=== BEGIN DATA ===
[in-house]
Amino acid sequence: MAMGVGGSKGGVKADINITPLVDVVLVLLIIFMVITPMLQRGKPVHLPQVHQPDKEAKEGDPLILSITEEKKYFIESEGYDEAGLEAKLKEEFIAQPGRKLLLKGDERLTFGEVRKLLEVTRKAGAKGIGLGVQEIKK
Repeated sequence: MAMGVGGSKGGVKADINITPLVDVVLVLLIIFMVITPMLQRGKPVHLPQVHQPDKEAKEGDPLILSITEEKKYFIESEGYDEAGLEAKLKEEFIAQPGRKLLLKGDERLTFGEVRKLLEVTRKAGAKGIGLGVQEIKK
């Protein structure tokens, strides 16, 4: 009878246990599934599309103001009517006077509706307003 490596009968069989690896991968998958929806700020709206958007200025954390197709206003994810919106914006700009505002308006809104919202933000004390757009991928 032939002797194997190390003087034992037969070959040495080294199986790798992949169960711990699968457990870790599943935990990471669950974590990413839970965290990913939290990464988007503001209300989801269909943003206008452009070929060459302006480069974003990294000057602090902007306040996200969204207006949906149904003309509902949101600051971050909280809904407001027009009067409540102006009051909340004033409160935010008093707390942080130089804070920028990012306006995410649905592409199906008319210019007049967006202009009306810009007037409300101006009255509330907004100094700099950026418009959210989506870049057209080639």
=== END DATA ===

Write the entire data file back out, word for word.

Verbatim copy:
[in-house]
Amino acid sequence: MAMGVGGSKGGVKADINITPLVDVVLVLLIIFMVITPMLQRGKPVHLPQVHQPDKEAKEGDPLILSITEEKKYFIESEGYDEAGLEAKLKEEFIAQPGRKLLLKGDERLTFGEVRKLLEVTRKAGAKGIGLGVQEIKK
Repeated sequence: MAMGVGGSKGGVKADINITPLVDVVLVLLIIFMVITPMLQRGKPVHLPQVHQPDKEAKEGDPLILSITEEKKYFIESEGYDEAGLEAKLKEEFIAQPGRKLLLKGDERLTFGEVRKLLEVTRKAGAKGIGLGVQEIKK
């Protein structure tokens, strides 16, 4: 009878246990599934599309103001009517006077509706307003 490596009968069989690896991968998958929806700020709206958007200025954390197709206003994810919106914006700009505002308006809104919202933000004390757009991928 032939002797194997190390003087034992037969070959040495080294199986790798992949169960711990699968457990870790599943935990990471669950974590990413839970965290990913939290990464988007503001209300989801269909943003206008452009070929060459302006480069974003990294000057602090902007306040996200969204207006949906149904003309509902949101600051971050909280809904407001027009009067409540102006009051909340004033409160935010008093707390942080130089804070920028990012306006995410649905592409199906008319210019007049967006202009009306810009007037409300101006009255509330907004100094700099950026418009959210989506870049057209080639």